Some of the rules require interpretation. This most often is an issue with content. Let’s say you want the keyword “tire” and your site sells rims. Is a rim a tire? Is it a tire part? The editor gets this in front of them, and they make a judgment call. My judgment call may be different from the editor sitting next to me. Is someone who types the word tire into an engine looking for rims? In fact, might decide one way today… and (having forgotten about seeing the listing before) reverse my decision a month later when presented with the same scenario.
Now, here’s where it gets fun… The editor may turn to their neighbors and get an opinion from one, two or three others sitting nearby. We did that all the time. Some editors more than others. Some editors are inclined to be more lenient. Some are more strict to the letter of the guideline. Some think more like the advertiser, some more like the searcher. And sometimes, at the end of a long week, when we are rushing to meet our quota (yes, they have quotas for the number of listings an editor must process) – we get sloppy and don’t pay as close attention. We miss content, we forget to check the back button. Listings get declined when they shouldn’t or approved when they shouldn’t. Not often, but they do. (I prided myself on my exceptionally high quality scores, with a less than 2% error rate.)
The most common reason to decline a listing is probably obvious path. You have a lovely home page, and want all visitors to your site to go there – but how do they find the exact thing they were searching for from there? If it’s obvious (shown on that page, or listed in a menu), then you’re good to go. If the editor doesn’t see how to find it, then a searcher is unlikely to as well. Unless of course, the editor doesn’t know that the keyword you want, “dubs,” are large rims, and thinks it has something to do with voiceovers… and then, even though you have 22” rims listed in the menu, they might decline. I’d hope that they’d take a moment to figure out why you want the term (asking, doing a web search) first, but – sometimes that quota looms and finding answers takes time.
Here’s the thing about editors. They’re only people. People are inconsistent, though we do our best to be otherwise.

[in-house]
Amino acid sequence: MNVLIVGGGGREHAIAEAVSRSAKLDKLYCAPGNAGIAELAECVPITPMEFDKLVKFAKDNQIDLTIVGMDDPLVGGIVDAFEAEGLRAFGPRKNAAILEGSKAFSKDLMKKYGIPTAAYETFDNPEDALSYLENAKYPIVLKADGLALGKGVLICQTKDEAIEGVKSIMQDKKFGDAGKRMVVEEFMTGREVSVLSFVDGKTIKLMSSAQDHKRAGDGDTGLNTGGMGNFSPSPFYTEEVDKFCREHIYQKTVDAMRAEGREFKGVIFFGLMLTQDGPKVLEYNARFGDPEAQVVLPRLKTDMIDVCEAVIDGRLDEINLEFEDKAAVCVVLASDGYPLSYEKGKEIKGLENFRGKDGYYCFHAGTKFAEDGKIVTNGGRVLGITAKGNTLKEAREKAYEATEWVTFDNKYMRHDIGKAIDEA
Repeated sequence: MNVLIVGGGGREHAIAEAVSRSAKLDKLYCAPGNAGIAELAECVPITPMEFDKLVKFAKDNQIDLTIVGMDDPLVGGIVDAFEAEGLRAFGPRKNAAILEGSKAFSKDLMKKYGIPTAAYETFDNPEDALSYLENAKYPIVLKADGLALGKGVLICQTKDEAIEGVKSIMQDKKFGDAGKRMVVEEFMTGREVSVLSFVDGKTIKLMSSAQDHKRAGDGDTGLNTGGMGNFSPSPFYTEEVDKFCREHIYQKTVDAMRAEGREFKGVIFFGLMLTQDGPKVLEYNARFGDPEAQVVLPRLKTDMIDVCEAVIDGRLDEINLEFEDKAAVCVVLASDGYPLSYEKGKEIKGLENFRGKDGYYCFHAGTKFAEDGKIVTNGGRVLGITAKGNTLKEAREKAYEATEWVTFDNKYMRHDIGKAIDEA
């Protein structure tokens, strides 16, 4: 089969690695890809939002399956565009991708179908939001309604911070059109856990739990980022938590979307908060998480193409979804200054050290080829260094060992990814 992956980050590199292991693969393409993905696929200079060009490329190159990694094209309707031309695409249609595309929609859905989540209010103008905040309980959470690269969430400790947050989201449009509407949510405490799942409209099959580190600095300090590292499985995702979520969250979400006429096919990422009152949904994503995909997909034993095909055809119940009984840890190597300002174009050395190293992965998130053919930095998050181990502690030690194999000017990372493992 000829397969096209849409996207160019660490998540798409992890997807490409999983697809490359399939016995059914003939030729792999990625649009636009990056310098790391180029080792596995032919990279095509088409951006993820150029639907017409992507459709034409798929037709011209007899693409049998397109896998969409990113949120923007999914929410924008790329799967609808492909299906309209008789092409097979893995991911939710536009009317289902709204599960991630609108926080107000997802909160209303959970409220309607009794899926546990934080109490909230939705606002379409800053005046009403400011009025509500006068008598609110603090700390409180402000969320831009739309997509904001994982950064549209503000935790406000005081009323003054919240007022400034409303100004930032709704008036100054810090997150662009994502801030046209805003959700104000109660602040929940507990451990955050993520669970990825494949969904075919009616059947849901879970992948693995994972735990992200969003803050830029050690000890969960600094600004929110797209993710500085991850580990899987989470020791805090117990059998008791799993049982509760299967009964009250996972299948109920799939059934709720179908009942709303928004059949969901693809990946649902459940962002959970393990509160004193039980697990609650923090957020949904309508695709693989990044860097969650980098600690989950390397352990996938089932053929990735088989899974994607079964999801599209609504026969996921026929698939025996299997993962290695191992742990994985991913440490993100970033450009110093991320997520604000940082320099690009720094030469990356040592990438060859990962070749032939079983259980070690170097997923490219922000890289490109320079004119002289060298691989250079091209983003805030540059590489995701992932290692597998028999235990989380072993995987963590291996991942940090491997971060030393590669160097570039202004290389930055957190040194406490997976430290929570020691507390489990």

That is, when your listing is reviewed by a person, and not a program.
Another source of inconsistency is a little thing which editors aren’t supposed to talk about called “E2.” These are listings that are deemed “low risk” and processed automatically. Low risk listings meet the following criteria: they are low-volume, they do not contain any brand names (at least none that are in the database), possible drug or medical terms, gambling, or adult. Sometimes a listing can be flagged because there is a word in the description that the system can’t interpret according to context… like “bet” and then it will be routed to an editor.
You see, the volume of listings has increased so rapidly that there is no way for editors to keep up with them all… so E2 processes many of them. And, being a program, it has limited capacity for interpretation. What’s more, when things get really busy and the editors are all working overtime, the E2 program might get tweaked to be less sensitive, and allow more terms through.
But call me biased (OK, yes, I admit it) I prefer this system, even with its flaws, to Google’s… Because I know when my listing is submitted that it’s either online or not. If it’s declined, I can make a change and resubmit. With Google, I may have a listing live for months, only to one day get an e-mail saying that the ad has been shut off because of a guideline violation… You get a higher quality ad, most of the time, when it’s been proofed by an editor before it goes live. (Some of the ads on Google are such a mess, I’d be embarrassed to use them to represent my business.)
So if you get something declined and don’t understand why, maybe it went through E2. Maybe it went to an editor who was tired. Most likely, on the other hand, it simply didn’t meet the requirements. Keep in mind, most of them are there to improve your click through and ROI – because doing so is in Yahoo’s best interest. You getting traffic is what makes them money. You making money is what keeps them making money. The better you know the guidelines, the better you can make your ads work for you.